Loss of sight after suffering a paralytic stroke more than a decade ago has not dimmed the enthusiasm of Kenyan long distance runner Henry Wanyoike who has overcome enormous odds to live his athletics dream.

“I lost my sight but not my vision. I have achieved without sight what I dreamt when I could see,” said the visually impaired Wanyoike ahead of his participation in the Standard Chartered Mumbai Marathon this Sunday.

Wanyoike, who lost his eye in 1995, has overcome this tremendous handicap to be crowned as a world track champion, a Paralympic gold medallist in Sydney 2000 and a nominee of the prestigious Laureus World Sports Award in 2005 besides winning the 2004 Hong Kong half marathon.

“I was born in slums, and brought up in a lot of hardships. When I was five, I had to run five km to reach my school and five km back to reach home again. That started my interest in running,” said Wanyoike.

“In 1995, I suffered a paralytic stroke to the left side of my body. One day when I woke up I could no longer see,” said Wanyoike, who will be participating in the half marathon race along with his sighted partner Joseph Kibunja and 40 women from the Hamara Foundation.

With his family not knowing how to support him and many friends deserting him, Wanyoike shared his thoughts with others who too had lost their sight and accepted the reality.

A good thing to emerge after the tragedy was his partnership with Joseph, a carpenter, whom he persuaded to become a long distance runner after the duo met through a common friend.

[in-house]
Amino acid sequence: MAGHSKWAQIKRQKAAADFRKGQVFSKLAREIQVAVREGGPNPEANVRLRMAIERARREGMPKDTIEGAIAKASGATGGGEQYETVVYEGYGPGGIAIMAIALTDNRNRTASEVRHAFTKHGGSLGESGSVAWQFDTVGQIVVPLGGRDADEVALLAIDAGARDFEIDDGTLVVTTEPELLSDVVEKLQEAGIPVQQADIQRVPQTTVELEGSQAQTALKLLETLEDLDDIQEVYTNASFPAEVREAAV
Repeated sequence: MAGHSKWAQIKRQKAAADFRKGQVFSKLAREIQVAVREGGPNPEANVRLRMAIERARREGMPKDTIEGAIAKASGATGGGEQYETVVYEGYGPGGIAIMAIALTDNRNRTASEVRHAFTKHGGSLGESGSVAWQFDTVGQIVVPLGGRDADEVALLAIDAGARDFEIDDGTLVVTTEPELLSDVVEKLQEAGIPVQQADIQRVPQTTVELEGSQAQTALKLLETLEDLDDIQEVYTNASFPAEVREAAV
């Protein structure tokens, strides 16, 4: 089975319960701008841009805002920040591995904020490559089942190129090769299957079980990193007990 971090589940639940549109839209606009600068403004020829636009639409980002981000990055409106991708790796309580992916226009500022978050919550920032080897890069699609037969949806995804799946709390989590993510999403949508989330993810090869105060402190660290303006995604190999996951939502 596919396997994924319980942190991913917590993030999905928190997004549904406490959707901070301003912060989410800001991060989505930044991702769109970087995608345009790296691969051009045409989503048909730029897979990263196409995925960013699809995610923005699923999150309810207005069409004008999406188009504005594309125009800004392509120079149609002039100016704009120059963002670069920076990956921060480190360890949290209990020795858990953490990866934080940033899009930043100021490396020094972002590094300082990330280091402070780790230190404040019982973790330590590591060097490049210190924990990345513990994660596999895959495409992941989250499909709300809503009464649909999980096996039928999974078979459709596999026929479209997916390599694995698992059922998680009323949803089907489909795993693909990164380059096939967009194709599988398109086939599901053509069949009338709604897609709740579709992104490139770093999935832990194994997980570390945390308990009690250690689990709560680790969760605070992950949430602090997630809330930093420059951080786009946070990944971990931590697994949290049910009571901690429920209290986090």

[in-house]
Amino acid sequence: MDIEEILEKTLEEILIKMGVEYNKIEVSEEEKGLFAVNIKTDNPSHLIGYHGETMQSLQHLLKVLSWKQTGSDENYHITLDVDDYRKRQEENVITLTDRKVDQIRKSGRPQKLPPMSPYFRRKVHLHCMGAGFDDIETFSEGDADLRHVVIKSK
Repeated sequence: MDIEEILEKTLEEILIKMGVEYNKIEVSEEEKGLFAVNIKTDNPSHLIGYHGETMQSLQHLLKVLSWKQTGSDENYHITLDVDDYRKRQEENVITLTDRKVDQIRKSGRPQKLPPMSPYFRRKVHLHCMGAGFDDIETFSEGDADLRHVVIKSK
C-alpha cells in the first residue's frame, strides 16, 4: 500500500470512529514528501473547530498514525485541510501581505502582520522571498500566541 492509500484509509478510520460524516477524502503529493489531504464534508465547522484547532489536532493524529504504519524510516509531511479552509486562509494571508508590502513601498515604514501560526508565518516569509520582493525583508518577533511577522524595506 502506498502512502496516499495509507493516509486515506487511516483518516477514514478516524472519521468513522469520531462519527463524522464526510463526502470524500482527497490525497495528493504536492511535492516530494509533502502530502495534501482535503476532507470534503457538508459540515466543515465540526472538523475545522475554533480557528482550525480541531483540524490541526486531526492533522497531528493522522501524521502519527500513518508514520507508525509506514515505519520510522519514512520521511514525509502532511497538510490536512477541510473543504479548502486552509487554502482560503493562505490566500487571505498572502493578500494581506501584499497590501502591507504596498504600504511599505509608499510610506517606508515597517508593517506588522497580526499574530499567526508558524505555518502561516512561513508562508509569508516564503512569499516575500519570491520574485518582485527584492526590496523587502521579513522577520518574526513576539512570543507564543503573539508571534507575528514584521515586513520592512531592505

The duo have been together now for 10 years and participated in several races together and have now set their eyes on performing well in Sunday’s race.

“The initial five kilometres will be a challenge. People from all directions keep crossing us and we will have to find our way,” Joseph said.

“We have been running together for 10 years. For each race we have our targets and pace our timings accordingly,” he said. Joseph is grateful to Wanyoike for persuading him to run.

On this partnership, Wanyoike said, “when there is power in partnership, when there is strength, you can do whatever you set to achieve.”

“Out of these challenges, I’ve been able to myself a champion; I had more courage and more self-confidence. I want to tell others to go for their dreams and not hesitate to go for them,” he added.

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